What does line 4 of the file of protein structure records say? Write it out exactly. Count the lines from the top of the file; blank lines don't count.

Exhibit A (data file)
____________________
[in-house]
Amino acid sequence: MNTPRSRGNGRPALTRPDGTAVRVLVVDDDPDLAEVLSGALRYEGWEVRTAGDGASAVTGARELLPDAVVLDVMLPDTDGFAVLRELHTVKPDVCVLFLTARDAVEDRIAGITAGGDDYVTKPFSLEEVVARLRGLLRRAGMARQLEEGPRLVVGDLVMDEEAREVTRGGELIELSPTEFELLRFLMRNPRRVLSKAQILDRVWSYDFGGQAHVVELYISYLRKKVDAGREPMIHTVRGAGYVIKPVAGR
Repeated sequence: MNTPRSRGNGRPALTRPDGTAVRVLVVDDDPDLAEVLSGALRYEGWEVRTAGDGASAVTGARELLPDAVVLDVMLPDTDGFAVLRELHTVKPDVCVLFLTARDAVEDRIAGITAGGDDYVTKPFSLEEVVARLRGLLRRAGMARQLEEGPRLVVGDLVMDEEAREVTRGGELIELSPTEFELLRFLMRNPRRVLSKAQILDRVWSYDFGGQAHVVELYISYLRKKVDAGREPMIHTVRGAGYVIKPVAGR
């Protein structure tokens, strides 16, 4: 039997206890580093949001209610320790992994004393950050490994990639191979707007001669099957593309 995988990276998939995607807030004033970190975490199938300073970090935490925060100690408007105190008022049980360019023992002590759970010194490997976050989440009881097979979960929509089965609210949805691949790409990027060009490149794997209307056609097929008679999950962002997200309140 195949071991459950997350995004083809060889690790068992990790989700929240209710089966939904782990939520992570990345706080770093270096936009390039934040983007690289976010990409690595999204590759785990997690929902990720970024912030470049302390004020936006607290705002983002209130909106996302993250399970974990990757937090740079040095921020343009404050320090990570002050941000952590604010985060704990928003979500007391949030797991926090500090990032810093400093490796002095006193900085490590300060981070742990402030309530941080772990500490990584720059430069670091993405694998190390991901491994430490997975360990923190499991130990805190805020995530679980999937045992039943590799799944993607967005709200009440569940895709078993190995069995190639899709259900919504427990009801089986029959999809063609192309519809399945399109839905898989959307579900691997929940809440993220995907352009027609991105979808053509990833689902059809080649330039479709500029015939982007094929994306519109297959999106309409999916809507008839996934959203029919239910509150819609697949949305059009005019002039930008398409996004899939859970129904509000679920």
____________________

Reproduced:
């Protein structure tokens, strides 16, 4: 039997206890580093949001209610320790992994004393950050490994990639191979707007001669099957593309 995988990276998939995607807030004033970190975490199938300073970090935490925060100690408007105190008022049980360019023992002590759970010194490997976050989440009881097979979960929509089965609210949805691949790409990027060009490149794997209307056609097929008679999950962002997200309140 195949071991459950997350995004083809060889690790068992990790989700929240209710089966939904782990939520992570990345706080770093270096936009390039934040983007690289976010990409690595999204590759785990997690929902990720970024912030470049302390004020936006607290705002983002209130909106996302993250399970974990990757937090740079040095921020343009404050320090990570002050941000952590604010985060704990928003979500007391949030797991926090500090990032810093400093490796002095006193900085490590300060981070742990402030309530941080772990500490990584720059430069670091993405694998190390991901491994430490997975360990923190499991130990805190805020995530679980999937045992039943590799799944993607967005709200009440569940895709078993190995069995190639899709259900919504427990009801089986029959999809063609192309519809399945399109839905898989959307579900691997929940809440993220995907352009027609991105979808053509990833689902059809080649330039479709500029015939982007094929994306519109297959999106309409999916809507008839996934959203029919239910509150819609697949949305059009005019002039930008398409996004899939859970129904509000679920």